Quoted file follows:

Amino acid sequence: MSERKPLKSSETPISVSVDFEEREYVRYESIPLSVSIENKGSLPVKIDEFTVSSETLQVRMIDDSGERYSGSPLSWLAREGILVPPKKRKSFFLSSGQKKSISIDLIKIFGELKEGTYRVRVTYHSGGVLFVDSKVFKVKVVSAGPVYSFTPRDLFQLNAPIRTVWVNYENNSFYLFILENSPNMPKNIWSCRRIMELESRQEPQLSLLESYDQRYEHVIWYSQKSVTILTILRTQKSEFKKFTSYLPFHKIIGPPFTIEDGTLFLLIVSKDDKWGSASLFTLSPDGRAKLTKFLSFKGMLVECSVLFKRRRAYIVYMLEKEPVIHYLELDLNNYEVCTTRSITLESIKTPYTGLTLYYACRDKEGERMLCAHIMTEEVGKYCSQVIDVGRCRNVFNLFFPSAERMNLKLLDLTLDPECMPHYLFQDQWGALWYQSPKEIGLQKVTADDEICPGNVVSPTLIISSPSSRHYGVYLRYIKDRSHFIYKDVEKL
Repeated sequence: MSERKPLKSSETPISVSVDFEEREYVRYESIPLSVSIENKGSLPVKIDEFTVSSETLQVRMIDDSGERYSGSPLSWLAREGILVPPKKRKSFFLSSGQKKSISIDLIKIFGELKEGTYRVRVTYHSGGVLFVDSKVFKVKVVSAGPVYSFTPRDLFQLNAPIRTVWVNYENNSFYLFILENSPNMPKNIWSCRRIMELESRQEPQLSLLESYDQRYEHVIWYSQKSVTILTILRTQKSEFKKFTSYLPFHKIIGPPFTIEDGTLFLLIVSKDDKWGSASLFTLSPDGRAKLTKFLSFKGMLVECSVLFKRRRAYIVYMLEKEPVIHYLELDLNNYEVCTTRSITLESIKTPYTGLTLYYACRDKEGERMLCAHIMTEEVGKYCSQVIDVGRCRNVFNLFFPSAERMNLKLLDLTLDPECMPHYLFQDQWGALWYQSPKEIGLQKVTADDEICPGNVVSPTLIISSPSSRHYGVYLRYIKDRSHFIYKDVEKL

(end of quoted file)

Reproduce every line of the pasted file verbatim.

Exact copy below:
Amino acid sequence: MSERKPLKSSETPISVSVDFEEREYVRYESIPLSVSIENKGSLPVKIDEFTVSSETLQVRMIDDSGERYSGSPLSWLAREGILVPPKKRKSFFLSSGQKKSISIDLIKIFGELKEGTYRVRVTYHSGGVLFVDSKVFKVKVVSAGPVYSFTPRDLFQLNAPIRTVWVNYENNSFYLFILENSPNMPKNIWSCRRIMELESRQEPQLSLLESYDQRYEHVIWYSQKSVTILTILRTQKSEFKKFTSYLPFHKIIGPPFTIEDGTLFLLIVSKDDKWGSASLFTLSPDGRAKLTKFLSFKGMLVECSVLFKRRRAYIVYMLEKEPVIHYLELDLNNYEVCTTRSITLESIKTPYTGLTLYYACRDKEGERMLCAHIMTEEVGKYCSQVIDVGRCRNVFNLFFPSAERMNLKLLDLTLDPECMPHYLFQDQWGALWYQSPKEIGLQKVTADDEICPGNVVSPTLIISSPSSRHYGVYLRYIKDRSHFIYKDVEKL
Repeated sequence: MSERKPLKSSETPISVSVDFEEREYVRYESIPLSVSIENKGSLPVKIDEFTVSSETLQVRMIDDSGERYSGSPLSWLAREGILVPPKKRKSFFLSSGQKKSISIDLIKIFGELKEGTYRVRVTYHSGGVLFVDSKVFKVKVVSAGPVYSFTPRDLFQLNAPIRTVWVNYENNSFYLFILENSPNMPKNIWSCRRIMELESRQEPQLSLLESYDQRYEHVIWYSQKSVTILTILRTQKSEFKKFTSYLPFHKIIGPPFTIEDGTLFLLIVSKDDKWGSASLFTLSPDGRAKLTKFLSFKGMLVECSVLFKRRRAYIVYMLEKEPVIHYLELDLNNYEVCTTRSITLESIKTPYTGLTLYYACRDKEGERMLCAHIMTEEVGKYCSQVIDVGRCRNVFNLFFPSAERMNLKLLDLTLDPECMPHYLFQDQWGALWYQSPKEIGLQKVTADDEICPGNVVSPTLIISSPSSRHYGVYLRYIKDRSHFIYKDVEKL